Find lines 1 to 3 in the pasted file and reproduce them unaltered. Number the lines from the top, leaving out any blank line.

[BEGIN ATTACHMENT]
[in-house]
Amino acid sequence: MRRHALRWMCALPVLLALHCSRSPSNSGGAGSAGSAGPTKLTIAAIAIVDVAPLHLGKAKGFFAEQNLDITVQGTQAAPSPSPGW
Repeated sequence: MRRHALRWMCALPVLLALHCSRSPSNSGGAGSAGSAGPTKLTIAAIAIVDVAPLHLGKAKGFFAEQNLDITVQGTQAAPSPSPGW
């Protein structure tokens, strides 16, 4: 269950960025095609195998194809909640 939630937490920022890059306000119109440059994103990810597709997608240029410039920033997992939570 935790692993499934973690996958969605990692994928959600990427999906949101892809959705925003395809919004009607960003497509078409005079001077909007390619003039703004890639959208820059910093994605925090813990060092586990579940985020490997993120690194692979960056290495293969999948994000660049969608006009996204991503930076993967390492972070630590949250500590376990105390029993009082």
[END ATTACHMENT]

[in-house]
Amino acid sequence: MRRHALRWMCALPVLLALHCSRSPSNSGGAGSAGSAGPTKLTIAAIAIVDVAPLHLGKAKGFFAEQNLDITVQGTQAAPSPSPGW
Repeated sequence: MRRHALRWMCALPVLLALHCSRSPSNSGGAGSAGSAGPTKLTIAAIAIVDVAPLHLGKAKGFFAEQNLDITVQGTQAAPSPSPGW